I know it sucks to hear, but having worked at a body shop for years and living in the rust belt and driving old vehicles all my life, I can tell you that pretty much all of the DIY repairs suggested (metal tape, fiberglass, Bondo etc)are band aids that just cover up and maybe slow the rust at best. Especially where there are holes involved, the rust you see is almost always only a fraction of what is there where you can't see it. With cover/patch jobs, the rust will come back in short order.

The only way to really repair it right and have it last is to cut out all the rusted metal and weld on (or use panel bonding adhesive to attach) new panels. Then do your sealing/priming/painting.

I have come to the conclusion that with older vehicles, either do nothing with the rust, and just drive the vehicle 'till it is junk, or go whole hog fixing it right. Most older vehicles just aren't worth the work to do it right, though. Anything in between is a waste of time, money, and effort. (Unless you are just doing it for a learning experience or to pass inspection)

I am at nearly the same place with my van. The underside is nearly perfect, but the rockers and rear doglegs are starting to get some holes, and the bottoms of the rear doors and tailgate are starting to get a little crusty.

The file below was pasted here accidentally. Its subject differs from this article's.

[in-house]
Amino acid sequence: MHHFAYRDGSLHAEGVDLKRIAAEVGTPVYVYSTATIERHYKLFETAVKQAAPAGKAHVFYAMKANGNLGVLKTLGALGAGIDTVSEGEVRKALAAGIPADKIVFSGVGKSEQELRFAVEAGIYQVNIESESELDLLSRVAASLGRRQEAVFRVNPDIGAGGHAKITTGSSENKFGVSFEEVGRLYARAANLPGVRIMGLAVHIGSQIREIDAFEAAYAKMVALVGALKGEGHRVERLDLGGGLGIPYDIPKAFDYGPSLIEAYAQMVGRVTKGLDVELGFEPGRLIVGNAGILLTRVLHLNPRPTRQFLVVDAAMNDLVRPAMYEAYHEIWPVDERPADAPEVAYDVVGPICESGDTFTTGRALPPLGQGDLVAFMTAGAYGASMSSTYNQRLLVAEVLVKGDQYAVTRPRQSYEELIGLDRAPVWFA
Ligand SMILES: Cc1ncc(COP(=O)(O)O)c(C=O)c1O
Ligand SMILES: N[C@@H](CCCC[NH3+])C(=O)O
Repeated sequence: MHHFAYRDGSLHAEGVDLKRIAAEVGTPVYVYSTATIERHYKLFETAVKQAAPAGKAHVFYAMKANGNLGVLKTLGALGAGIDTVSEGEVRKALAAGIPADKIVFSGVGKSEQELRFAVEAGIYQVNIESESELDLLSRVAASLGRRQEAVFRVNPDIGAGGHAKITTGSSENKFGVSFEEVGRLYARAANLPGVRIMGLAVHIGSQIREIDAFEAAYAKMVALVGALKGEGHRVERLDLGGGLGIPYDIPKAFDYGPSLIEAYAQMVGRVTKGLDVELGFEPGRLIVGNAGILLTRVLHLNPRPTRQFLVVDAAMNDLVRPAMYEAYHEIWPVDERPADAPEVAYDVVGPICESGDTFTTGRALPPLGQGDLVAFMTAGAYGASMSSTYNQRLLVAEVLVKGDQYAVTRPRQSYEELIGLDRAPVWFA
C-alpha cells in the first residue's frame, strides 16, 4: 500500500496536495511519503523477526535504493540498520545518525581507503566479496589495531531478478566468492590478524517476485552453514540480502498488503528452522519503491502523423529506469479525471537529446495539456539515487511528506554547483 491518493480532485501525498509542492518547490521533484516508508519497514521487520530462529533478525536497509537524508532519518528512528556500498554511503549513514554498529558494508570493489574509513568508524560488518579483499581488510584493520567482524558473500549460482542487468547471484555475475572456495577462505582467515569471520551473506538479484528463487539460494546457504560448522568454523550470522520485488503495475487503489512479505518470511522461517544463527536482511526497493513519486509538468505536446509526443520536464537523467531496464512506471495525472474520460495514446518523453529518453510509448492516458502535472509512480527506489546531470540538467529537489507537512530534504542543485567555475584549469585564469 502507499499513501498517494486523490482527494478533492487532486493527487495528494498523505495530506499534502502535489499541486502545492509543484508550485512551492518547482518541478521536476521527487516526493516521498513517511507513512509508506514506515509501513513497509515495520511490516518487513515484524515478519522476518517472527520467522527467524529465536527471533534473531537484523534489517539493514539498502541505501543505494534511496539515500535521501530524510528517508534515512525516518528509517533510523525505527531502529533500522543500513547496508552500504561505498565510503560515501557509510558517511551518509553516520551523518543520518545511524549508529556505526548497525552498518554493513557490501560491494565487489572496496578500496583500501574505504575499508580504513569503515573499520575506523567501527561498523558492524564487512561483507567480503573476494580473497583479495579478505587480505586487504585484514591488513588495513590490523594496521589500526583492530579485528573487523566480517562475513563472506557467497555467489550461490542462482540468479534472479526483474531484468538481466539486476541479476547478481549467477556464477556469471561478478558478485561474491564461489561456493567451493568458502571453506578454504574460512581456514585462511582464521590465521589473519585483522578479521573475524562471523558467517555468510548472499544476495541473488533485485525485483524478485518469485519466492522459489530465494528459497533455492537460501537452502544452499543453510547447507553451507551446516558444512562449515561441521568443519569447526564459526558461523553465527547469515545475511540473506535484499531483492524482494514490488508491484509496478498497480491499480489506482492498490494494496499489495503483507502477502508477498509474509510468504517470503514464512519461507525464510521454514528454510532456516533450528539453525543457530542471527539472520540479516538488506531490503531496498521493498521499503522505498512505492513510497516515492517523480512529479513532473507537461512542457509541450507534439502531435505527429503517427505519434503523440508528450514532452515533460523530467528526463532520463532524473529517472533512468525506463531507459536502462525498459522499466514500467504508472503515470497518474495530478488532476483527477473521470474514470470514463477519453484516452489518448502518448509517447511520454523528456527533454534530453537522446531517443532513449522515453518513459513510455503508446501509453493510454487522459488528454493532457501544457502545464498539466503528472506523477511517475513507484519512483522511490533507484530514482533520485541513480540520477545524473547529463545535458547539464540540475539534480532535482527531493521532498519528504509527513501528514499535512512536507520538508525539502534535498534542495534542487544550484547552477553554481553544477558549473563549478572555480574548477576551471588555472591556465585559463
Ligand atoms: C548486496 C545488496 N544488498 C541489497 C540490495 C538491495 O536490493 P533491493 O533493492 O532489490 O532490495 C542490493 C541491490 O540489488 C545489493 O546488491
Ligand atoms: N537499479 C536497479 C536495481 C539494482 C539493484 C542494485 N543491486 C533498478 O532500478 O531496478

I have three options that I see:
1. Do nothing, and drive it 'till it either gets too rotten to drive, or an engine/transmission fails
2. Sell it soon while it still looks halfway decent
3.Go all out and weld in new rockers and doglegs, grind and/or sandblast the doors and tailgate, replace the one rusted and dented fender, seal everything up, fill the other various small dents, and paint the whole van.

Just something to think about. I have been through it many times.
I know it does suck, I have noticed rust . But I do want it to look a little bit better then it does right now, even it is just a band-Aid fix. I do know that everyone’s first car is never perfect and it just happens that my vans issue is rust. One day I will have to stop driving it but I don’t plan on that being anytime soon. I would never think about spending thousands on body work on an older car it just is not worth it. I am just going to live with the fact that my van spent some time up north and paid for it, at the end of the day I am going to keep the fluids clean ,and keep on driving until I can’t anymore.
 

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Today is your birthday, Welcome to 17!


Here's a link to the archived FSM for your vehicle online or you can download all the individual chapters.
This is what the technicians at the Dodge dealership would use for everything from paint and body repairs to air conditioning.

Work safe and post pictures...
 
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I know it does suck, I have noticed rust . But I do want it to look a little bit better then it does right now, even it is just a band-Aid fix. I do know that everyone’s first car is never perfect and it just happens that my vans issue is rust. One day I will have to stop driving it but I don’t plan on that being anytime soon. I would never think about spending thousands on body work on an older car it just is not worth it. I am just going to live with the fact that my van spent some time up north and paid for it, at the end of the day I am going to keep the fluids clean ,and keep on driving until I can’t anymore.